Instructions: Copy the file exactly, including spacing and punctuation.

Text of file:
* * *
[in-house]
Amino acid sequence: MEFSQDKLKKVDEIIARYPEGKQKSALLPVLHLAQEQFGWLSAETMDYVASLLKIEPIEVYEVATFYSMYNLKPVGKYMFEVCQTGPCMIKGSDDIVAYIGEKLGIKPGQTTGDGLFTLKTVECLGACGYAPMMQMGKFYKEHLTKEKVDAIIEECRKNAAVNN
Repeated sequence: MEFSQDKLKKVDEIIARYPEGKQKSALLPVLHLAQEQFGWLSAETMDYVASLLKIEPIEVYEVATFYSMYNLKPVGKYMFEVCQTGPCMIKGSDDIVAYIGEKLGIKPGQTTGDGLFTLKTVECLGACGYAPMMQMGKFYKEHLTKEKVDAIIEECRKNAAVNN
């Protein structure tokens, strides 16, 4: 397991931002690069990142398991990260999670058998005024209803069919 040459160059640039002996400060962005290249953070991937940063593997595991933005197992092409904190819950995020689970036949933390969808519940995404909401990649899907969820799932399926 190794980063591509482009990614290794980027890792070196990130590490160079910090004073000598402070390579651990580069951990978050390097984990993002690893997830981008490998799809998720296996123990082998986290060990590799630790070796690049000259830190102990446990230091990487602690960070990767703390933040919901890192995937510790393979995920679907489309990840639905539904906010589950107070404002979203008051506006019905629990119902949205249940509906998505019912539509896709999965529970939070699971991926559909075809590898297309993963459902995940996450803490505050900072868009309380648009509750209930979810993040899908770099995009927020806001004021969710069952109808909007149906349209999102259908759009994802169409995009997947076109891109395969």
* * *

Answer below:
[in-house]
Amino acid sequence: MEFSQDKLKKVDEIIARYPEGKQKSALLPVLHLAQEQFGWLSAETMDYVASLLKIEPIEVYEVATFYSMYNLKPVGKYMFEVCQTGPCMIKGSDDIVAYIGEKLGIKPGQTTGDGLFTLKTVECLGACGYAPMMQMGKFYKEHLTKEKVDAIIEECRKNAAVNN
Repeated sequence: MEFSQDKLKKVDEIIARYPEGKQKSALLPVLHLAQEQFGWLSAETMDYVASLLKIEPIEVYEVATFYSMYNLKPVGKYMFEVCQTGPCMIKGSDDIVAYIGEKLGIKPGQTTGDGLFTLKTVECLGACGYAPMMQMGKFYKEHLTKEKVDAIIEECRKNAAVNN
């Protein structure tokens, strides 16, 4: 397991931002690069990142398991990260999670058998005024209803069919 040459160059640039002996400060962005290249953070991937940063593997595991933005197992092409904190819950995020689970036949933390969808519940995404909401990649899907969820799932399926 190794980063591509482009990614290794980027890792070196990130590490160079910090004073000598402070390579651990580069951990978050390097984990993002690893997830981008490998799809998720296996123990082998986290060990590799630790070796690049000259830190102990446990230091990487602690960070990767703390933040919901890192995937510790393979995920679907489309990840639905539904906010589950107070404002979203008051506006019905629990119902949205249940509906998505019912539509896709999965529970939070699971991926559909075809590898297309993963459902995940996450803490505050900072868009309380648009509750209930979810993040899908770099995009927020806001004021969710069952109808909007149906349209999102259908759009994802169409995009997947076109891109395969």